Charged stares are exchanged, right before they charge towards each other and meet in a loud and urgent clash of lips. Hands roam and caress wherever they fall; built-up tension (sexual and otherwise) has made them this way and desperately needs release.
Despite the promise of those fleeting moments, nothing had come of them. Just as suddenly, Finn had torn himself away, leaving her staring after his retreating, hassled figure. Never had a corridor – their frequent battleground – felt so empty. To the extent that Liz had wished she was back in that Range Rover, London burning all around them, but with him at her side. It was frightening that had only been a few hours before.
That had shaken her, although not as much as his resignation the following morning. It hadn’t even gone through her but Inglis. For a man who had often welcomed confrontation like a vampire does blood, this was a sure sign that he was fleeing. The Commissioner, after several pained discussions, had reluctantly accepted Finn’s resignation and soon Finn’s cluttered office was a thing of the past, a mere memory held in the minds of the Comms Department.
Liz had stayed on, though funnily enough, she didn’t for long. Maybe a year at most. Not because she was ousted or anything like that, but of her own choice.
Somehow she’d also managed to stay on in Britain, despite Brexit, rising populism and general wankiness. Going from one PR post to another, wading into oceans of bullshit and bureaucracy and tearing down (or at least trying to tear down) the system from the inside. Their paths don’t cross, although she does hear on the grapevine that he’s returned to journalism. She doubts they’ll ever cross each other again.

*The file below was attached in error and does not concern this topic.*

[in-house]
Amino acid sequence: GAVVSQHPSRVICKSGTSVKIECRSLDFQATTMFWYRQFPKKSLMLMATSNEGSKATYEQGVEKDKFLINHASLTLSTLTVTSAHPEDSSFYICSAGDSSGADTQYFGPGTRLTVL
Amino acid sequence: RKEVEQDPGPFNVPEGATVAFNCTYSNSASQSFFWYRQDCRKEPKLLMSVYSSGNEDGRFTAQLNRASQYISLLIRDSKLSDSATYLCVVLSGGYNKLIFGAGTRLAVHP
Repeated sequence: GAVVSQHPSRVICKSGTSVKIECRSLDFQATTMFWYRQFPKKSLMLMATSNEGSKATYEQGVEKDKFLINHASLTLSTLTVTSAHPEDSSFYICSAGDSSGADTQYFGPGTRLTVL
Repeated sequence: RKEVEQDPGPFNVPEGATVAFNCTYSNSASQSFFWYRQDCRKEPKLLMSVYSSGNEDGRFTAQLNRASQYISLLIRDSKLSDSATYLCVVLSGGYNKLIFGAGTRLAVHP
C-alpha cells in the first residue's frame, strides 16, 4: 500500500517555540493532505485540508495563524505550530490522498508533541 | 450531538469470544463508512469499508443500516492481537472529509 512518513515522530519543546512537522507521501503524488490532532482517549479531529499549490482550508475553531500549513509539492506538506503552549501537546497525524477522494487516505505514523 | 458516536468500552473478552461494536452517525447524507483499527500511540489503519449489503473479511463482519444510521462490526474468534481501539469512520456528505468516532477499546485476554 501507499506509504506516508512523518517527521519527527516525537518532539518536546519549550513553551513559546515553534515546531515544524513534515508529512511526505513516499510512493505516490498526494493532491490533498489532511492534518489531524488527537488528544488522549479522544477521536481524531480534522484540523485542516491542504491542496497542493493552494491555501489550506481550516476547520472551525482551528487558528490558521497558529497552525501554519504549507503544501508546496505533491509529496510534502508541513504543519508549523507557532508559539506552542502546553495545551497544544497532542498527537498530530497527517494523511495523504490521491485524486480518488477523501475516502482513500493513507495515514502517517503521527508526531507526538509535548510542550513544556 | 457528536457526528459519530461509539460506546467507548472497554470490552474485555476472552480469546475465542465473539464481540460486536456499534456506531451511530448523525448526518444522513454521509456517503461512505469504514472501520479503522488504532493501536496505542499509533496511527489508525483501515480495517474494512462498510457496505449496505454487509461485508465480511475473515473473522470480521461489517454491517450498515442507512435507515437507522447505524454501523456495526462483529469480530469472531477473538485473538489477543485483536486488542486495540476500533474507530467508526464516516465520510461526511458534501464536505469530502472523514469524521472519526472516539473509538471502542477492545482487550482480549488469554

Therefore, it’s obviously a shock to see him this morning of all mornings, so many years down the line.
Liz had come into work, fully expecting to meet a journalist friend of her current client who apparently knew more about the latter’s PR woes than he did. She hadn’t caught the man’s name – courtesy of a shitty Skype connection – but had agreed to the meeting regardless.
Her assistant’s drawl through a casual sip of coffee had changed that.
‘Liz, there’s a Mr Kirkwood waiting in your office.’
Kirkwood. Kirkwood. A common enough name, she reasons as her feet propel her body forward, even as her brain sluggishly recalls that she could have double-checked to see if she’d heard that right, or better yet, asked for his first name.
She doesn’t realise that she’s already opened her door when she sees him.
Tall, scowling, arms folded. Jesus, and she’d never thought she’d say this, but he’s a sight for sore eyes.
His own eyes peer through a pair of thick frames. Fifteen years have given and taken a few things, it seems, including his dark hair. God knows what he thinks of her.
Silence swells between them. Then:
He lazily gestures towards a chair, offering her a seat in her own fucking office. And already, she can feel the blood rising in her cheeks.